He learned quickly: two years later, signed by Sun Records' Sam Phillips, he'd mastered both the sullen baritone he applied to ballads and the pig-squeal tenor he used for what became known as rock 'n' roll. It was said at the time that he sang like a black man and moved like a bad woman. He had the background of many a rock star, black or white, blues or country: a Southern tradition where God's music and the devil's might differ only in the location (juke joint or church), the time (Saturday night or Sunday morning) and the rewriting of lyrics. One style of music was all about sin, the other about absolution. As Rasputin might have said, Sing so ye may repent. That's what Elvis did: in his first few years, along with the great rock 'n' roll, he recorded one album of spirituals, another of Christmas songs. He lent the same fervor to "Peace in the Valley" and "How Great Thou Art" that he brought to "Hound Dog" and "Jailhouse Rock."
You could say that in this set, the essential Elvis is all on the first disc, where "That's All Right," "Mystery Train," "Heartbreak Hotel," "Don't Be Cruel" and a couple dozen other classics reside. I've got my own list of seminal Presleyana, just from 1957, that was excluded: the artful rave-ups "Baby I Don't Care" and "Got a Lot o' Living to Do," and the sing-and-talk ballads "That's When Your Heartaches Begin" and "Are You Lonesome Tonight?" (with its escalation from whisper to clarion climax fortissimo Elvissimo). Also missing from the holy 100 is the late-Elvis rendition of "My Way," a generational bridge between Frank Sinatra's version and Sid Vicious' spastic deconstruction of it.
Like Sinatra, Dean Martin and many other crooners before him but few after Elvis traced a career journey from hit records to Hollywood and Las Vegas. In 1964 the star who had set viewership records when he appeared on The Ed Sullivan Show watched as the Beatles eclipsed his luster on Sullivan. To put it a little too boldly, he was washed up before he was 30. (The ebbing of Presleymania could be dated even earlier, to 1958, when he was inducted into the Army.) But the middle-period Elvis, in the smartly chosen selections on this set, had a precocious maturity of feeling and articulation. The 1963 "I Need Somebody to Lean On" written by Doc Pomus and Mort Shuman (who also did "Viva Las Vegas," with a superb reading by Elvis) has an after-the-saloon's-closed, one-for-my-baby mood the kind of gem you find deep in an album and keep replaying in your mind.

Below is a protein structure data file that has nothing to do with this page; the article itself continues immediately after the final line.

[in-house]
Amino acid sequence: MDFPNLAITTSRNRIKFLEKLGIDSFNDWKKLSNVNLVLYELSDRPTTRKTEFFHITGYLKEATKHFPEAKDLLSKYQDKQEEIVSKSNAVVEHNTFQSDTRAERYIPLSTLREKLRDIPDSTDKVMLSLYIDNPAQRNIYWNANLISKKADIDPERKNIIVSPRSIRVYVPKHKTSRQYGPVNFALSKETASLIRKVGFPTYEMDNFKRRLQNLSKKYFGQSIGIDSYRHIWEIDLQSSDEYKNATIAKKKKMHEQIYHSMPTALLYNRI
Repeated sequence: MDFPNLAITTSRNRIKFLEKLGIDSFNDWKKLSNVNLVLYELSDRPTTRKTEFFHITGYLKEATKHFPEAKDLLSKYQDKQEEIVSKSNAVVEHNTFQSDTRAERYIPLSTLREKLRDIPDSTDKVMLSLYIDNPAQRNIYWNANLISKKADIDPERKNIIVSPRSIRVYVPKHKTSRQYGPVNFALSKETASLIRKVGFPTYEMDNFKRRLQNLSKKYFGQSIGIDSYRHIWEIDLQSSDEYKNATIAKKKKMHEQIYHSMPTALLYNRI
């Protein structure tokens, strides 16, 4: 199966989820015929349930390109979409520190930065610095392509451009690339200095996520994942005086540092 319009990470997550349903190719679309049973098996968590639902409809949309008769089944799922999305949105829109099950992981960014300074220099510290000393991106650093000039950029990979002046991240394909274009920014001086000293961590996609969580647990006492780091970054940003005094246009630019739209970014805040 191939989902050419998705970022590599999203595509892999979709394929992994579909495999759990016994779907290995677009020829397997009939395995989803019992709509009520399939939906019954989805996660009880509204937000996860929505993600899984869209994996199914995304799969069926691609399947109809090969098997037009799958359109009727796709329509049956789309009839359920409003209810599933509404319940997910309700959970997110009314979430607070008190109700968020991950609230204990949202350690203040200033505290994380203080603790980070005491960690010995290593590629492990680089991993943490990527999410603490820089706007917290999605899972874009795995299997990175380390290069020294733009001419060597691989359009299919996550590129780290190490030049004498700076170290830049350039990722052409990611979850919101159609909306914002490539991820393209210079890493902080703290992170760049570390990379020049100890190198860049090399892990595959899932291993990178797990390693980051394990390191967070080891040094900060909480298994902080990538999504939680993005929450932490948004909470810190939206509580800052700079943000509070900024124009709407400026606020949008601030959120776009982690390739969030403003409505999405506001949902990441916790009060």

His 1968 "comeback" TV special had a joking intimacy with just a few sidemen; it was the first unplugged musical show. But soon Elvis was revving up for Vegas. His songs became more declamatory, in his approach and the arrangements. "If I Can Dream" boasts a lady choir and a horn section, and his voice goes gravelly in the higher octaves as he strains for transcendence. It's a triumph of showmanship over singing, as he tried both to rediscover his original appeal and to fill a Vegas stage with vocal spectacle. Not to ignore his early, startling presence, but '50s Elvis is all about the music, what he did to and for it. To discuss the '70s Elvis is to plumb star pathology, as it touches the performer and his audience. Both had created the Elvis legend; now both were obliged to perpetuate it.
As much as he changed things well, everything in midcentury music, Elvis was closer to earlier pop stars than to later ones. He allowed himself to be steered into safe song choices and pabulum movies. Vegas was the playground of people older than he: often, he was singing to his fans' parents, the ones who, a decade or two before, had thought him a menace. And when he sang that Sinatra number, its lyric was a lie. Colonel Tom Parker and the Hollywood producers said, We'll take control of your career, and he said, I'll do it your way. That's what makes this 75th birthday an occasion for pity as much as celebration. He lived, and died, a King chained in his castle.
But, dammit, the prisoner could sing.